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Minnesota Power plans for more renewable energy over next 15 years

The company reached an agreement with clean energy groups just before their plan goes in front of state regulators.

The Minnesota Power / Allete building in downtown Duluth at night.
The Minnesota Power / Allete building in downtown Duluth.
File / Duluth News Tribune
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DULUTH — Minnesota Power is planning to add more renewable energy to its mix.

The Duluth-based utility company said it will add up to 700 megawatts of renewable energy — 400 megawatts of wind and 300 megawatts of solar. It’s a considerable increase over the 300 megawatts of solar and wind it proposed when it first announced its plan almost two years ago.

Minnesota Power announced its plans after reaching an agreement with clean energy organizations weighing in on its required integrated resource plan, which outlines the next 15 years of expected energy demands and sources. The Minnesota Public Utilities Commission is scheduled to hold a meeting on Minnesota Power’s plan Thursday morning and is expected to vote on it Nov. 22, the company said in a news release Monday.

If approved, the plan would also require the company to implement energy storage “demonstration projects” between 100 and 500 megawatt hours.

The moves will help the company reach its goal of going coal-free by 2035 and carbon-free by 2050.

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In the release, Josh Skelton, Minnesota Power’s chief operating officer, said since the original plan was filed in February 2021, two federal laws aimed at lowering the cost of renewable energy have passed: the Inflation Reduction Act and Infrastructure Investment and Jobs Act.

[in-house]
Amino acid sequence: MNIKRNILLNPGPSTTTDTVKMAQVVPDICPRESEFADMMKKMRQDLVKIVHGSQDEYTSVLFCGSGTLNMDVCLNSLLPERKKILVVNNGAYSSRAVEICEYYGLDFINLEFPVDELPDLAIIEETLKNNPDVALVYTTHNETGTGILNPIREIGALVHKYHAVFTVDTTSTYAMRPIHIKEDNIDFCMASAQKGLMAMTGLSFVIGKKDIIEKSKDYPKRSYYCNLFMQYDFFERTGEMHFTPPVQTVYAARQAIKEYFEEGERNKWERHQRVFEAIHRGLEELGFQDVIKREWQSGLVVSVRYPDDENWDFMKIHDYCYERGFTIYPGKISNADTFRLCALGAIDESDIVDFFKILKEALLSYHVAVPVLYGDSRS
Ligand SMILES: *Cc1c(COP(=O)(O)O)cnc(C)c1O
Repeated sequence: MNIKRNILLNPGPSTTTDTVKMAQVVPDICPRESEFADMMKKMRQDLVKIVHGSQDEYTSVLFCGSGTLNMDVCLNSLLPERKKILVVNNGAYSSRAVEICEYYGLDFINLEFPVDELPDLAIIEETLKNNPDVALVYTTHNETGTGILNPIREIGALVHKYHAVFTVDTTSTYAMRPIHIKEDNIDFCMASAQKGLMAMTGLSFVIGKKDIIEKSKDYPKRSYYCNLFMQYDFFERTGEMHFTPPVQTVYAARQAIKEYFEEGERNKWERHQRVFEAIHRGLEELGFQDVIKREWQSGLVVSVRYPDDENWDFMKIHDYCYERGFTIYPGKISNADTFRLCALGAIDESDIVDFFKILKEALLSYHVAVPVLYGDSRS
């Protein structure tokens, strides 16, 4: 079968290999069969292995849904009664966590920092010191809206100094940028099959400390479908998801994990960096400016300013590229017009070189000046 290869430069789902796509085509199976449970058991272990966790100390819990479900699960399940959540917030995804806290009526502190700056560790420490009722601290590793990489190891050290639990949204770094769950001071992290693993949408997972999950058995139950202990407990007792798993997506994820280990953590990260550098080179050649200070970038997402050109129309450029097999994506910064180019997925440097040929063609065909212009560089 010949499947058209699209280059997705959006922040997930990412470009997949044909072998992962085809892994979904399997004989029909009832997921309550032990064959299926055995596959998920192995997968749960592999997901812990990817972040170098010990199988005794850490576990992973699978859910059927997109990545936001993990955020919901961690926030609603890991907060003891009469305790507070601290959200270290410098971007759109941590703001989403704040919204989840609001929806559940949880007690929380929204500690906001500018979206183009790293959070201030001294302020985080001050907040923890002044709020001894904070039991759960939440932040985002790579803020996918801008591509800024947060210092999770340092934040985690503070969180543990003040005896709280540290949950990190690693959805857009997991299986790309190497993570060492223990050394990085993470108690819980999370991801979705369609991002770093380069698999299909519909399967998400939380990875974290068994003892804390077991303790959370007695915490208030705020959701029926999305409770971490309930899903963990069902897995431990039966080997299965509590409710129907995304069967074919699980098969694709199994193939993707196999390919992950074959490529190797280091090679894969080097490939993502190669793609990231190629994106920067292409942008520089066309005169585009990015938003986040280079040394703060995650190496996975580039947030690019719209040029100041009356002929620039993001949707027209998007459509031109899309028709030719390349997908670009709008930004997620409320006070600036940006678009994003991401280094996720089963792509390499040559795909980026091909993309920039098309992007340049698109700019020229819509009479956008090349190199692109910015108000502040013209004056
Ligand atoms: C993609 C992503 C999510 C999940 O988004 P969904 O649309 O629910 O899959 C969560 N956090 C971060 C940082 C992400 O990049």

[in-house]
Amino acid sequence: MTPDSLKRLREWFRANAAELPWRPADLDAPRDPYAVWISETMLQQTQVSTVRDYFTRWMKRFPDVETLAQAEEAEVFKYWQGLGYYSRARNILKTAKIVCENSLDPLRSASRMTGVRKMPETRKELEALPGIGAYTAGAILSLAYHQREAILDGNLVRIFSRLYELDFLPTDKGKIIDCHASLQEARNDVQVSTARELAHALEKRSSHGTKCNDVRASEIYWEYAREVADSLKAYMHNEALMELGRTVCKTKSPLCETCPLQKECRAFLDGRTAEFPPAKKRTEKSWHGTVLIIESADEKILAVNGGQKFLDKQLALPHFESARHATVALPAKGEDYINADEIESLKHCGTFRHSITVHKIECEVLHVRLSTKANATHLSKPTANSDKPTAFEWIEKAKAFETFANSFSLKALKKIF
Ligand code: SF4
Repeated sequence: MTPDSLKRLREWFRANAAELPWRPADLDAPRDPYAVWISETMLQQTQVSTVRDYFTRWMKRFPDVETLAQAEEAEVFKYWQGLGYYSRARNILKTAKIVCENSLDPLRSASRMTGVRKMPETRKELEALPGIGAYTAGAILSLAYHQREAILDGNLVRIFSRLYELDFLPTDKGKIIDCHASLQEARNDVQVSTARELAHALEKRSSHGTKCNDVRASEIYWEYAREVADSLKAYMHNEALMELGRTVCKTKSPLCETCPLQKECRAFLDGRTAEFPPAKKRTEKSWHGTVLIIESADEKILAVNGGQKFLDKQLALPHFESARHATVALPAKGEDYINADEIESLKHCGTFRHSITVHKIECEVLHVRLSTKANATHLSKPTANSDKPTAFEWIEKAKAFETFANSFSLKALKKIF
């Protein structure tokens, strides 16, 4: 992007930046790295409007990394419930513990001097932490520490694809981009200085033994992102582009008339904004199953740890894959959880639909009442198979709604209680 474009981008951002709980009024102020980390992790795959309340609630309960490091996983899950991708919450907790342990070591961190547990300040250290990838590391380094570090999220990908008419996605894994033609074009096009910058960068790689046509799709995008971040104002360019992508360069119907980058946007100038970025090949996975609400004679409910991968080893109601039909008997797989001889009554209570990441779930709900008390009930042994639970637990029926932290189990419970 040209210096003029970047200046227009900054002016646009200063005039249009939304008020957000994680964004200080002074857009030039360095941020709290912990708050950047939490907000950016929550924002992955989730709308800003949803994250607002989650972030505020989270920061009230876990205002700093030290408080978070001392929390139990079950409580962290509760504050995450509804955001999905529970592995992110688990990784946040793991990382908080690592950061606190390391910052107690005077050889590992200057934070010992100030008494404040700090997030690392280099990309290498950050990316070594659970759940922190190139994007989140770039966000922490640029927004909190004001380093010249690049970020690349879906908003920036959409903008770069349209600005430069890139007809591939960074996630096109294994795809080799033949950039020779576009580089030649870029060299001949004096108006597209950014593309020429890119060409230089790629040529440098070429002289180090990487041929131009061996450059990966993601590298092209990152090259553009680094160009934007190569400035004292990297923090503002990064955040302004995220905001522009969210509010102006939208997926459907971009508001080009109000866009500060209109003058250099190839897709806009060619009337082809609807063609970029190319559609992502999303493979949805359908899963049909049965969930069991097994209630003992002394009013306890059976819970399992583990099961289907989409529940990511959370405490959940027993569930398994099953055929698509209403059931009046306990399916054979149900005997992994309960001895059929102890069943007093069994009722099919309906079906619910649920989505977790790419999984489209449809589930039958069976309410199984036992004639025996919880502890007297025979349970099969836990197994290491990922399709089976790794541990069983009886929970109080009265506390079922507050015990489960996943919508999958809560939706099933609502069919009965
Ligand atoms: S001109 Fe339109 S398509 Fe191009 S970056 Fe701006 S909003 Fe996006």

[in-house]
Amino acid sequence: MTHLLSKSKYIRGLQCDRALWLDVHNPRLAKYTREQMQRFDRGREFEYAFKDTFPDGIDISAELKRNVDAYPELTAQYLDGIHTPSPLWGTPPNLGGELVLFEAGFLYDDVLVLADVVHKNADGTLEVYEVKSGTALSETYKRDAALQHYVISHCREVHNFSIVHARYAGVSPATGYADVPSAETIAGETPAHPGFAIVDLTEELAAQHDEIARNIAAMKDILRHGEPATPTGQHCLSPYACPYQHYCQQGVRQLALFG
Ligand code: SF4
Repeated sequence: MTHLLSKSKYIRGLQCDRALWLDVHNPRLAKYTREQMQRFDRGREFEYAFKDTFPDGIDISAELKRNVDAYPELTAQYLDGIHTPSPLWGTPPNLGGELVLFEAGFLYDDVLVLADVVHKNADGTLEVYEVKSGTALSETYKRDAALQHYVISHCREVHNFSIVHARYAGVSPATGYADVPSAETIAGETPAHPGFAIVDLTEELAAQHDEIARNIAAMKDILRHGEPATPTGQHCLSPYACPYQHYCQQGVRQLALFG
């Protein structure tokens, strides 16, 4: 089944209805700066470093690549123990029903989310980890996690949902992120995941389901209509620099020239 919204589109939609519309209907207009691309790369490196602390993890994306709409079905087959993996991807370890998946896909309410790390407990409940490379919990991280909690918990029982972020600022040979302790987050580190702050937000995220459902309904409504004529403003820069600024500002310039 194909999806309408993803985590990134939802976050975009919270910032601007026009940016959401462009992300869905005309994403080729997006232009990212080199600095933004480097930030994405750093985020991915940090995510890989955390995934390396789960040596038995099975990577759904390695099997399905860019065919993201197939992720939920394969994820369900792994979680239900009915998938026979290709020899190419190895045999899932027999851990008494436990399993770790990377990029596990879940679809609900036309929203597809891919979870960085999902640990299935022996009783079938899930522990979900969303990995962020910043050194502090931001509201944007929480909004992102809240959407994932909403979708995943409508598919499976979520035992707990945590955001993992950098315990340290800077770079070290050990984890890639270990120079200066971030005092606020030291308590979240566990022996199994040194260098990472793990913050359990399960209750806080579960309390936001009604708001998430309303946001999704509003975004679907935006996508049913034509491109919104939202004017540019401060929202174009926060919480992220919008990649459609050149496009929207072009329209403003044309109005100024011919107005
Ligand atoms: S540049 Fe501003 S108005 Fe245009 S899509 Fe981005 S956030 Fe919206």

The company’s timeline to retire the coal-fired 335-megawatt Unit 3 at its Boswell Energy Center in Cohasset by 2030 and the 468-megawatt Unit 4 by 2035 remains the same under the agreement, according to the letter filed by the company with regulators Monday.

However, the next integrated resource plan will look at the possibility of retiring Unit 4 by 2030 as well, the letter said.

“Any evaluation of early retirement scenarios at Boswell will also include a comprehensive analysis of worker transition and socioeconomic impacts, including projected impacts on the local tax base for the city of Cohasset and Itasca County,” the letter said.

The next plan will also consider converting Boswell’s Unit 3 into a synchronous condenser after its coal use is retired. A synchronous condenser helps maintain consistent power to the grid and is considered vital as renewables are added.

The agreement also pushed additional consideration of the Nemadji Trail Energy Center natural-gas-fired power plant planned for Superior to future regulatory filings.

The clean energy organizations are the Minnesota Center for Environmental Advocacy, Fresh Energy, Sierra Club and Clean Grid Alliance.

In letters to the PUC on Monday, those groups, and separately, the Citizens Utility Board, laid out where they agree with Minnesota Power, but also called on regulators to require the company to include more study on the effects of power generation on its surrounding communities.

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The clean energy organizations, for example, added that they want the company to open a new docket with the PUC to specifically study the “health and socioeconomic impacts including racial and income demographic analysis of who is experiencing these impacts” of Minnesota Power’s Hibbard Renewable Energy Center, which burns waste wood for energy in West Duluth, and any potential replacements.

The company, in its letter, looking at Hibbard and others, proposed a stakeholder report in the next integrated resource plan that would consider “impacts on host communities, economics, health, system reliability, the environment and customer costs.”

Jimmy Lovrien covers energy, mining and the 8th Congressional District for the Duluth News Tribune. He can be reached at jlovrien@duluthnews.com or 218-723-5332.
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